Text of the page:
Wash.Rev.Code Sec. 4.24.210 (1992). In Washington, statutes are construed with reference to their purpose. Power v. Union Pacific R.R., 655 F.2d 1380, 1387 (9th Cir. 1981) (quoting Roza Irrigation District v. Washington, 497 P.2d 166, 169 (Wash.1972) (en banc)). The purpose of the Recreational Use Act, as written into law by the legislature, "is to encourage owners ... of land and water areas ... to make them available to the public for recreational purposes by limiting [the owners'] liability...." Wash.Rev.Code. Sec. 4.24.200 (1992).
The government makes the room at the McNary Dam available to the public for outdoor recreation. Section 210 states that outdoor recreation includes "nature study" and "viewing or enjoying historical, archaeological, scenic, or scientific sites." Wash.Rev.Code. Sec. 4.24.210. Washington courts have concluded that the act encompasses activities that are substantially similar to the examples listed in the statute. Matthews v. Elk Pioneer Days, 64 Wash. App. 433, 824 P.2d 541, 543, review denied, 119 Wash. 2d 1011, 833 P.2d 386 (1992); Curran v. Marysville, 53 Wash. App. 358, 766 P.2d 1141, 1144, review denied, 112 Wash. 2d 1020 (1989). The public uses the room at the dam for activities that are substantially similar, if not identical, to the examples listed in the act: studying, viewing, and enjoying the natural, scenic, and scientific sites of the Columbia River.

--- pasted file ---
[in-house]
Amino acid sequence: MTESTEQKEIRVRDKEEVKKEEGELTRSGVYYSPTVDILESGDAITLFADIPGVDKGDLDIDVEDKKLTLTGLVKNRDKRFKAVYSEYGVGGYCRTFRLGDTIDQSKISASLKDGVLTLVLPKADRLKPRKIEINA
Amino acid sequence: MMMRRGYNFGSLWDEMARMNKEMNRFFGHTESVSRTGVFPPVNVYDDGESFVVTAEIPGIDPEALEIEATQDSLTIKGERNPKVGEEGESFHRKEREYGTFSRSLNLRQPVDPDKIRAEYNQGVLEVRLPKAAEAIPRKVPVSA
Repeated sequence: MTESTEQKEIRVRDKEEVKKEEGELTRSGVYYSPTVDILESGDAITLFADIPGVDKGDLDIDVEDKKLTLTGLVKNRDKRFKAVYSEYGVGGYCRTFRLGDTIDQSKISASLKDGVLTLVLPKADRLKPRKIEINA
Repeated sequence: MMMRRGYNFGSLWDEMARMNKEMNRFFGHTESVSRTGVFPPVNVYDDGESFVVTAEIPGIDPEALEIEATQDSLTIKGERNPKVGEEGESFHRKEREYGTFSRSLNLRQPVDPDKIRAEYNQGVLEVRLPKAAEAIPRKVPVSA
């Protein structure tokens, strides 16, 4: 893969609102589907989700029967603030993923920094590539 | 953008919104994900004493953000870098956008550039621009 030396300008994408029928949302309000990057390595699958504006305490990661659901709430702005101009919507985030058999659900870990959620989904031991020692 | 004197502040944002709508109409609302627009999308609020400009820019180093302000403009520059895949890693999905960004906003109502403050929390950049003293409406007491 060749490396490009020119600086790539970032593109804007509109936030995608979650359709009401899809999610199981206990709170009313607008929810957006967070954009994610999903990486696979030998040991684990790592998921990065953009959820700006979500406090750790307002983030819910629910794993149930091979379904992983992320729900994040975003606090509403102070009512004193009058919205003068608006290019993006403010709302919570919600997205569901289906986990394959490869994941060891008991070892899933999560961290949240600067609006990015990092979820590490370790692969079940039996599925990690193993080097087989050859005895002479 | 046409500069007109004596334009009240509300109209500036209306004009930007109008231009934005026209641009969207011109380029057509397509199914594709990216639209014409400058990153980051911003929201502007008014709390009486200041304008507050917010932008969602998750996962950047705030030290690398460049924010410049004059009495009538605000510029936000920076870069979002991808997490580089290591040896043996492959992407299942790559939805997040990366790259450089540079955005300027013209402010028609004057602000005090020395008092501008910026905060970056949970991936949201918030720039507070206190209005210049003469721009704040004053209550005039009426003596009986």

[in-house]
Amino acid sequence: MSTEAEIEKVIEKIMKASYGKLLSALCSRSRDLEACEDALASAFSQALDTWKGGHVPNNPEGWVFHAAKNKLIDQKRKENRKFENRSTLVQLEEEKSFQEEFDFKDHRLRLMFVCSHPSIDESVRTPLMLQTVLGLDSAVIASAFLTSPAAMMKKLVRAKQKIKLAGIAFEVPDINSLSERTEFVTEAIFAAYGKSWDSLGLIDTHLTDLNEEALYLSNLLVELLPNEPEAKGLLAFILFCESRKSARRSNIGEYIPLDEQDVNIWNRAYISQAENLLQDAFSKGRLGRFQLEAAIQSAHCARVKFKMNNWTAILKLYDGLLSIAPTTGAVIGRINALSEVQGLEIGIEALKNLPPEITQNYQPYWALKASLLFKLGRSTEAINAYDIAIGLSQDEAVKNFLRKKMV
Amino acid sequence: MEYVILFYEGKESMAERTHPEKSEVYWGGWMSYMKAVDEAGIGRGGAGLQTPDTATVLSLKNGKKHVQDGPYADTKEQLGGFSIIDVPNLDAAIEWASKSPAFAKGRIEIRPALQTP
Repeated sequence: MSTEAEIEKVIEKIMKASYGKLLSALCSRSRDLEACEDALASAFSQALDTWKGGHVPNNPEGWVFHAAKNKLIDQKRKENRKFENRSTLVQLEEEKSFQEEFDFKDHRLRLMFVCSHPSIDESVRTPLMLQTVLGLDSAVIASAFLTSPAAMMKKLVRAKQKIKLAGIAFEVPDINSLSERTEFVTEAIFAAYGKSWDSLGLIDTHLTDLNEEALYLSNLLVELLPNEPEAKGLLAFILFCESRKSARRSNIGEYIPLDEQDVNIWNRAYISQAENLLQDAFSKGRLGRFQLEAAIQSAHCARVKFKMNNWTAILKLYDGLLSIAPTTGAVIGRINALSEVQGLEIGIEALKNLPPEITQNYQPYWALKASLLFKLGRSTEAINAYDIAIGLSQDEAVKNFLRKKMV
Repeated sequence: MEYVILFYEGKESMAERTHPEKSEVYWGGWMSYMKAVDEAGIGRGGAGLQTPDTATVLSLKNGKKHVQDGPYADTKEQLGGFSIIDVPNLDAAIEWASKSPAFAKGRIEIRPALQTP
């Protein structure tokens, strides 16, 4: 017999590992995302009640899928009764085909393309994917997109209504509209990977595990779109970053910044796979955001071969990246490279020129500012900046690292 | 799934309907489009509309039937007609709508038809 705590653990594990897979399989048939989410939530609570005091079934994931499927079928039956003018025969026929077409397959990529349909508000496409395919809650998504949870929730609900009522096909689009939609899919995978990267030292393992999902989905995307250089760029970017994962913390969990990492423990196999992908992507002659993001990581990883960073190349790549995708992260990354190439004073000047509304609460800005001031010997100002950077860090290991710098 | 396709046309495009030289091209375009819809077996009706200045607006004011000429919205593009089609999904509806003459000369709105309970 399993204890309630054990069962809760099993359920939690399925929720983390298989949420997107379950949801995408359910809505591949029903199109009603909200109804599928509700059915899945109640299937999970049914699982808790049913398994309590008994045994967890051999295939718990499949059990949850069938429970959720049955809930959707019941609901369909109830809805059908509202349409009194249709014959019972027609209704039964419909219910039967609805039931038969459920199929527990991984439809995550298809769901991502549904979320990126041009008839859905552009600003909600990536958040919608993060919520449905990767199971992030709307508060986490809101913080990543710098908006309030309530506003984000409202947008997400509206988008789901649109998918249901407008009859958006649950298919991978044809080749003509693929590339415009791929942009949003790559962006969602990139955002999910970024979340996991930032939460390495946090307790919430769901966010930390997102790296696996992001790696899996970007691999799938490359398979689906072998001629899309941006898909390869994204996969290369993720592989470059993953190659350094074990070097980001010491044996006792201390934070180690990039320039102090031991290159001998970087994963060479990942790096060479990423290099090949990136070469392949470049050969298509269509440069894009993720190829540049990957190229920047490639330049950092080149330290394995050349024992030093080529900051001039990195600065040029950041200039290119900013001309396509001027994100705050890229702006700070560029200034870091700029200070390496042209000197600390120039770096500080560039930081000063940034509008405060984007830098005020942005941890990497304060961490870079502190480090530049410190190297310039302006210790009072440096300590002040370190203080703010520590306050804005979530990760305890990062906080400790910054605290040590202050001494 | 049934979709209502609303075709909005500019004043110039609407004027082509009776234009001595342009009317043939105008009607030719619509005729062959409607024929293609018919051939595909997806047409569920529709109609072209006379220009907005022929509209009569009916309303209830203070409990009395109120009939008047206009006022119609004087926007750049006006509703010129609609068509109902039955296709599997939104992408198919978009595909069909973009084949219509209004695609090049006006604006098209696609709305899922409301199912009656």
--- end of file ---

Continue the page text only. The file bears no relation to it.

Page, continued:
Todd argues that the decisions in Matthews and Curran preclude the application of the act to any accident that occurs indoors. She reads too much into these decisions. They hold no more than that the act will not apply to indoor activities that do not require active involvement with the outdoors. The Matthews court concluded that the act did not "protect [ ] landowners from liability to persons who come on their property for activities which can be held either outdoors or indoors," and held that the act did not apply to injuries incurred while attending a festival that was held under a canopy. Matthews, 64 Wash. App. at 439, 824 P.2d at 543-44; see also Curran, 53 Wash. App. at 364, 766 P.2d at 1144 (suggesting that injuries incurred at an indoor dance or sporting event would not be covered by the act).